003 - Materialism 1.5/2

General / 11 March 2018

Hi, In the third post I am going to try to explain what are we doing and why we are doing. And the reason is, tons of people try to create textures, materials and stuff, but they do not understand the core of it, the soul of it.


Achieving photorealism is something comes from the every step of creative process, from the references, modeling, lightning, the props and every single detail. However achieving photographic look is only from the final image, just the final image.

Photorealism is not a step by step thing, or there isn’t any guide to achieve that,  it is an ever-receding ideal.

First of all, we have to understand that, on screen we always look at the object or the scene from a lens. A movie, or a photograph, a game or VFX doesn’t matter, we always look at it from a lens. So as people try to mimic the nature, they forget about the angle people sees it. Photography itself is not nature, it is all seen through a lens and it has tons of distortions, mimicking those is the easiest way to make the image look photorealistic.

We drive so much subconscious information from the image we are looking at even though we are not looking at all the details.  And scale is the biggest and most important aspect of that. It effects the depth of field, the fall-off of the light, the haze, noise in the scene. If you start doing it in scale, later you won’t need to fake it.

And of course with all respect, with a bad or not correct materials, everything can be destroyed. And of course I am not going to talk about material creation in detail, since there are many masters like Grant Warwick, and their tutorials will always be the stonehenges for all of us.

I guess my only suggestion would be never using RGB values close to the maximum and minimum, as a rule of thumb, never exceed 200 RGB for white, or never go lower than 20 for black. This applies for all colors of course. And also maybe desaturating the textures would help a little, since the reflections and sun light with the sky will brighten up the image more than enough. So if you put the real photo as it is in a diffuse slot, you will have twice the saturation you were looking for.

Second most imparting is that, the realism comes from the light, this actually might be the most important thing and it also correlates with the scale. The sun and the sky will have vastly more power than the brightest lightbulb. Weird enough, tons of people always asks me what their scene look so artificial, and without even looking at the image, I ask them did you put all of the lights accordingly and correctly. And they are not even sure. Because most of the time, they do only eyeball the lights, or they see an example and just try to mimic it. Nope, thats not the way, photographers mostly want the natural light, sun, sky and some soft boxes to fill the darkest corners, and yes we will certainly have a lot of overexposed places. Photographers also have those black corners and over exposed places, and yes they do need to deal with these too. But our advantage is their images are 14 stops, but ours 20, so that we can deal with these burnouts easily and get back our information.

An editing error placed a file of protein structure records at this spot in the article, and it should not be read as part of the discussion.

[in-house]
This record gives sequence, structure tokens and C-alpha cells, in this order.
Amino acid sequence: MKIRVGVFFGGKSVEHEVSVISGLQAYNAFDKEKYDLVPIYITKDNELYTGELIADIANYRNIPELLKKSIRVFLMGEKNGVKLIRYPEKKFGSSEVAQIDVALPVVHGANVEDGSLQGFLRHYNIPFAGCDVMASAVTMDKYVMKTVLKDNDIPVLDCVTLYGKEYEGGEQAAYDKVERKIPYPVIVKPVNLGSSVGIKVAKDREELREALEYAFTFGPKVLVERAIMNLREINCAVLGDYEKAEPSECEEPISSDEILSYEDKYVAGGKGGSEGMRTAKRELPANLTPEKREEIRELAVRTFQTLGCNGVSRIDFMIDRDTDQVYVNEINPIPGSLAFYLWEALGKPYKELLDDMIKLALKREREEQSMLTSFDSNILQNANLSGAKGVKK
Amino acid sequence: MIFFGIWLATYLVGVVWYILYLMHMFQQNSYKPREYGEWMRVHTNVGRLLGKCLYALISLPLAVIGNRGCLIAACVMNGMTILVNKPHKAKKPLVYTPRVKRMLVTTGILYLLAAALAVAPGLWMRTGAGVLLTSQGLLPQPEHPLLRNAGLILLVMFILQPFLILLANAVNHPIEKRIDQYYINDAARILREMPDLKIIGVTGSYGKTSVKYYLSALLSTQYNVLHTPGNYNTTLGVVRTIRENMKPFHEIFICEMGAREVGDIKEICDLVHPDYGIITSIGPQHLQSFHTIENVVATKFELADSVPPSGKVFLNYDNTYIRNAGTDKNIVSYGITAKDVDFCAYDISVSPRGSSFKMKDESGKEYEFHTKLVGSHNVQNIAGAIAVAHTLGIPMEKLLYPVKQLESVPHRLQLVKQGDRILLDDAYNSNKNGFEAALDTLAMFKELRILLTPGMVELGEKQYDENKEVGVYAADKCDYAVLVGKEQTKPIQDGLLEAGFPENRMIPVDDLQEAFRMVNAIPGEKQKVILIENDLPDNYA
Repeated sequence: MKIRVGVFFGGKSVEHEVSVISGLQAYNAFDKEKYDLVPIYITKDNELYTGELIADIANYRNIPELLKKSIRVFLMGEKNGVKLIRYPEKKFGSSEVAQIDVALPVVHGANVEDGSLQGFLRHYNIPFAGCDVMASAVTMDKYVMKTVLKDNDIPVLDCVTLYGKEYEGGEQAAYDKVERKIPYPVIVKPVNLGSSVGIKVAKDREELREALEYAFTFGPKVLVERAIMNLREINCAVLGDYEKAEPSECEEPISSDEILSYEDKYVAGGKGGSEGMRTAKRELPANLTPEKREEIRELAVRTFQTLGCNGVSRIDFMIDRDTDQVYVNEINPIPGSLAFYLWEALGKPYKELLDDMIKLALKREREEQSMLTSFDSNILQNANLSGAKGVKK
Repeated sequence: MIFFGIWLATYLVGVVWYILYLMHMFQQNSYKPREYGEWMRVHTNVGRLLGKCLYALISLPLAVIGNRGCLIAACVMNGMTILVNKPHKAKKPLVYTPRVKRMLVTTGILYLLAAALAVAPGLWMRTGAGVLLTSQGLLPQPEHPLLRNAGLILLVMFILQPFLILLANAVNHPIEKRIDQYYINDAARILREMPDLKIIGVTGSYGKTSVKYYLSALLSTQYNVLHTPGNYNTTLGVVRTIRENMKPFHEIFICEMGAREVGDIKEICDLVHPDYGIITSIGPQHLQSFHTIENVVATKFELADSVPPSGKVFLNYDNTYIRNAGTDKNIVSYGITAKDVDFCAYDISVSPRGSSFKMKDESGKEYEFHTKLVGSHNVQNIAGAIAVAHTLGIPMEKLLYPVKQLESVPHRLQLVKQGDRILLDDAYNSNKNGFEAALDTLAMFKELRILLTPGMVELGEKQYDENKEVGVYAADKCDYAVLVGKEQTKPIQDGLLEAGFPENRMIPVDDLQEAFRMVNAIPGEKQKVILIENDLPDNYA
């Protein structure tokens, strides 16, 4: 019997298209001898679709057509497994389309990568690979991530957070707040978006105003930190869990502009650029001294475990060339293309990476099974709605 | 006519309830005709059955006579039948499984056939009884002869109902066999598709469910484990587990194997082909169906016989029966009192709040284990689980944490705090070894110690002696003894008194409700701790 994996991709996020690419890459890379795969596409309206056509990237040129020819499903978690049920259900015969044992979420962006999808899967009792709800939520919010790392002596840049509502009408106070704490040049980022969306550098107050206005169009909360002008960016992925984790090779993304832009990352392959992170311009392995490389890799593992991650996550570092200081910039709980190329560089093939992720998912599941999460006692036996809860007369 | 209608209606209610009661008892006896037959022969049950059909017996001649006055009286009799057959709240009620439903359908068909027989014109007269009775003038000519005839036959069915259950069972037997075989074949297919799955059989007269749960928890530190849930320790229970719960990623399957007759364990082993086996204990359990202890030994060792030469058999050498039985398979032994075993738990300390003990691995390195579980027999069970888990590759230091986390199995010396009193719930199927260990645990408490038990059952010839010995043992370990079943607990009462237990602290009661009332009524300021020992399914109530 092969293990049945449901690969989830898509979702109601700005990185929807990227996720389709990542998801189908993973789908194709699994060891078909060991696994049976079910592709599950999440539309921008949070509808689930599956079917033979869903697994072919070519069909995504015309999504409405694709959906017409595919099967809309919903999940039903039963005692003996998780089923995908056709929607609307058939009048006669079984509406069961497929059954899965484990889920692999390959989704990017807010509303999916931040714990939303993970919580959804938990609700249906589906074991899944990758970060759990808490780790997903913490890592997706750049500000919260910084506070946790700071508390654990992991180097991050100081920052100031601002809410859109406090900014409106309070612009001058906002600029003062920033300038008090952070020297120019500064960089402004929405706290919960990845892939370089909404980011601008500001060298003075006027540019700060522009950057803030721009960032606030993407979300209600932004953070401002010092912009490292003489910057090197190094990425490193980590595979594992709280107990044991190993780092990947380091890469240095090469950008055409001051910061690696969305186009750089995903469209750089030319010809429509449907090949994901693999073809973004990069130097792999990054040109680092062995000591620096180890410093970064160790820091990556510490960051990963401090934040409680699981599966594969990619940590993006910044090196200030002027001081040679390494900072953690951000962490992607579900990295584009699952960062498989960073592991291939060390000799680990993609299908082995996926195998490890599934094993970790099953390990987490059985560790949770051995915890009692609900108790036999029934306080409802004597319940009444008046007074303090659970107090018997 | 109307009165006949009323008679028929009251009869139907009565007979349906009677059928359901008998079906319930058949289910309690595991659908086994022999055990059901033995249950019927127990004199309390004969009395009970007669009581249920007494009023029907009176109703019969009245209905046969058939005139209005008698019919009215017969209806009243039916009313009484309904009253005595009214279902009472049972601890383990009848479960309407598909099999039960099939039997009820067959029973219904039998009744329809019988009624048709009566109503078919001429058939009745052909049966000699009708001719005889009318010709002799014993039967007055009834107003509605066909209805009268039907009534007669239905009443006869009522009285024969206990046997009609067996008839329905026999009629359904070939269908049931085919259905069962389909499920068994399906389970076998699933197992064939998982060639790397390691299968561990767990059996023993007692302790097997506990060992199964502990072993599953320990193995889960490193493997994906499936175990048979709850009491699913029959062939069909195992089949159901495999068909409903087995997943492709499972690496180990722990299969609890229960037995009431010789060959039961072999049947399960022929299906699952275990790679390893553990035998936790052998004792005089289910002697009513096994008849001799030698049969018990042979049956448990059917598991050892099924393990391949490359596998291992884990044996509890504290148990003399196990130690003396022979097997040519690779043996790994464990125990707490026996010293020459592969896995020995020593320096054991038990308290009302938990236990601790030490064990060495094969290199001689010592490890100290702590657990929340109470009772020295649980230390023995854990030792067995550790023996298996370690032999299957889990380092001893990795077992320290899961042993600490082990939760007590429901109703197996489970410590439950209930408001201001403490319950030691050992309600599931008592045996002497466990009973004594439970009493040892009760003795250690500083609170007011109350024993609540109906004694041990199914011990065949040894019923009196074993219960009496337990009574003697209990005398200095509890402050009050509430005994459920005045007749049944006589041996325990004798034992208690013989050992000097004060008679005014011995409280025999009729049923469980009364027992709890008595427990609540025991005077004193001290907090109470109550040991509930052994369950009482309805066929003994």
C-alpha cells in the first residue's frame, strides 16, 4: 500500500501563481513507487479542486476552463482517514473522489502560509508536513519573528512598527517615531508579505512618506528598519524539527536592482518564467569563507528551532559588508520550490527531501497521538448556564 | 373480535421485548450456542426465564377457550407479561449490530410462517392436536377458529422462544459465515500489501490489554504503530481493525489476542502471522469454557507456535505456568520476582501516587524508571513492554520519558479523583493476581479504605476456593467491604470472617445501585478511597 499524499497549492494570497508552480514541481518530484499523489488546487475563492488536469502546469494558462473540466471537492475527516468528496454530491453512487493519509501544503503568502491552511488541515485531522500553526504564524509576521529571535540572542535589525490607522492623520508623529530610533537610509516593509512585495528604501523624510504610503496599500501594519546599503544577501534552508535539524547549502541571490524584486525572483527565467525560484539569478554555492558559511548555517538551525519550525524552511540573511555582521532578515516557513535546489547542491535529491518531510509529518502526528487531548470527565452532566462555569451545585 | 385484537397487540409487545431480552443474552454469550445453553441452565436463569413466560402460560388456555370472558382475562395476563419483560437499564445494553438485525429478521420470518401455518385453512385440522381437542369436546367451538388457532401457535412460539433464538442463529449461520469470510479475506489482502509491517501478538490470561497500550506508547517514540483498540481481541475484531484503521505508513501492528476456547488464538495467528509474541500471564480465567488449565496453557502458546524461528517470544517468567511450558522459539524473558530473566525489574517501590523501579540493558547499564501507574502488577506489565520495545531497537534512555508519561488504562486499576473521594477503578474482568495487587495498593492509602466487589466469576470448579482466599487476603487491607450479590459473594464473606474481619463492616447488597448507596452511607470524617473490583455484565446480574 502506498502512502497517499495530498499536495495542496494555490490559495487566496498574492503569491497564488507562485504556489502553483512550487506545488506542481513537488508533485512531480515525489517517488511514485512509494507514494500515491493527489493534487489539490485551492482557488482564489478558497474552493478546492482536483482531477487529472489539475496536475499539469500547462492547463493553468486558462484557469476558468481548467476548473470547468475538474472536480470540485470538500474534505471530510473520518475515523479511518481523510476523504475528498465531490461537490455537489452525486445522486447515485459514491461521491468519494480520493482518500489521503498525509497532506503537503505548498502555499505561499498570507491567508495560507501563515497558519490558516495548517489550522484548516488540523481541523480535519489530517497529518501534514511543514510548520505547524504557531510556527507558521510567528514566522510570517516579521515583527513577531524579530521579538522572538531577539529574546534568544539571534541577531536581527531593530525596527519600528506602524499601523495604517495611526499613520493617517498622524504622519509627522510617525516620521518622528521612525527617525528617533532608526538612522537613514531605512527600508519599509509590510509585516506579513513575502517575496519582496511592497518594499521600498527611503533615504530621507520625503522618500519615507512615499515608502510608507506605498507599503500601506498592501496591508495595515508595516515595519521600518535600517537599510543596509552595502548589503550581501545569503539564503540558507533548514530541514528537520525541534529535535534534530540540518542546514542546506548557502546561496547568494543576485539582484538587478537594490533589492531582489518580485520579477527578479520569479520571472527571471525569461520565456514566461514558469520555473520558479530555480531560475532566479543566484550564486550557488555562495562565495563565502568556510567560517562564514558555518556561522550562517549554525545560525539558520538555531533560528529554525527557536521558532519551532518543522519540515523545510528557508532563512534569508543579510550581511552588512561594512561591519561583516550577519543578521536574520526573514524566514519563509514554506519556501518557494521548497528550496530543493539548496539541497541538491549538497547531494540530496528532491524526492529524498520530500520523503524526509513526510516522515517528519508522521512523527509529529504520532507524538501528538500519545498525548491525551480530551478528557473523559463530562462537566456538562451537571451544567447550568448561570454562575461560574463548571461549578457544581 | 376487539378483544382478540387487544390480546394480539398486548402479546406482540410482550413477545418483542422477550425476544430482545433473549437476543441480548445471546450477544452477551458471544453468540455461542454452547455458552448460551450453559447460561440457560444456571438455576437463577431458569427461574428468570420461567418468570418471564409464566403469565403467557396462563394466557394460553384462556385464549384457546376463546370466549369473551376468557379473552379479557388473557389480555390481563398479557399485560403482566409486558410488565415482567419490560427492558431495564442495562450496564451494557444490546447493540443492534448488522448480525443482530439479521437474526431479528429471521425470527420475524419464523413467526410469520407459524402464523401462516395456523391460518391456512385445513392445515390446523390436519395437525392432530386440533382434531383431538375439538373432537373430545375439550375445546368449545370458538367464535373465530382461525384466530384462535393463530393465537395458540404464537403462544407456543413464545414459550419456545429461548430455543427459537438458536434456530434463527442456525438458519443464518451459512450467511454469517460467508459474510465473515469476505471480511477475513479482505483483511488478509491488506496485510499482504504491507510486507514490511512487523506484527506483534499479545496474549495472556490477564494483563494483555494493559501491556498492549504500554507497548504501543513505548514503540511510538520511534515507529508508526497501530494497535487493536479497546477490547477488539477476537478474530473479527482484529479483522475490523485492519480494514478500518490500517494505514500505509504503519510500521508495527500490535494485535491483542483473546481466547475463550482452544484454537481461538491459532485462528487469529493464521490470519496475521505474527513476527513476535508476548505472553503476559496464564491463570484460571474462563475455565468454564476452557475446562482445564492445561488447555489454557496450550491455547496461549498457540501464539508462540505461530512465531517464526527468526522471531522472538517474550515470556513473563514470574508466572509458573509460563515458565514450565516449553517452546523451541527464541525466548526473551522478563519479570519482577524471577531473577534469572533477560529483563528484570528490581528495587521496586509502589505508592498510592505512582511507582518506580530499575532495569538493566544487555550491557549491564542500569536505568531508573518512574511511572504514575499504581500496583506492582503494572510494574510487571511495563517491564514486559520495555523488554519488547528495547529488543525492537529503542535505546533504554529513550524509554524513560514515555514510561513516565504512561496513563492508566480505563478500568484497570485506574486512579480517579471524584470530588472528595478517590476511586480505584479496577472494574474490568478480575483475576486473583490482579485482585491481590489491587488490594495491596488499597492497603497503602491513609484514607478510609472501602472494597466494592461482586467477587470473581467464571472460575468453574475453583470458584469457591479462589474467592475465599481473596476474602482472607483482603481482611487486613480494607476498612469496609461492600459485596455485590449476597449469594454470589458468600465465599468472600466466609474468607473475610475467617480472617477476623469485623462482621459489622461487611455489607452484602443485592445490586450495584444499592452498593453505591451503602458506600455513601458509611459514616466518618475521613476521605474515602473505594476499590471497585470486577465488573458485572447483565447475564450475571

Third one, as in the intro I have briefly talked about the camera, we are looking from a lens, so making your lens realistic, will give you better results. And actually not as you might thing, this part is the easiest part. Vray, corona or all major render engines offer physical camera settings like aperture, exposure, iso.

For starters, just go outside and take some photos with auto mod, then you will have some values to start with. Experiment with different skies, and you have a couple of values to experiment.

Then it comes to using the camera. As you are trying to mimic a lens, then you need to understand how a photographers work, how do they see the world, how do they shoot.
That starts from the basics, it is generally bad advice if you hear that, you should only model the parts you are going to see on the final image. Of course if you are on a really tight deadline, it is a life saver, but in general, it is not the best way.

My advice would be to block your scene accordingly, then think like a photographer, walk around your scene, experiment, see for yourself. Then go into more details, then try more angles, views, then go into more details. For the angles or examples, there is always /archdaily/, /dezeen/  to get some inspiration.

So the final would be render settings and image format. A linear workflow will ensure that exterior light fills the furthest corners of your interiors without having to crank up the light beyond reason, producing burnouts or fireflies and other rendering artifacts in the process.

Many artists try to get sharpest image possible, but in reality that is not the case. Even with the best optics and large sensors cannot give you the sharpest image at 100%zoom. Mostly they will have slightly blurred edges, to get this effect having blur filter 2px for 4K render would be sufficient and it will help to make sure everything blends well together.

After this point, I guess we have to talk about post production, which will be after materialism series. So on the next one I hope we are going to talk about creating a material and understanding its features which are fundamental for this process.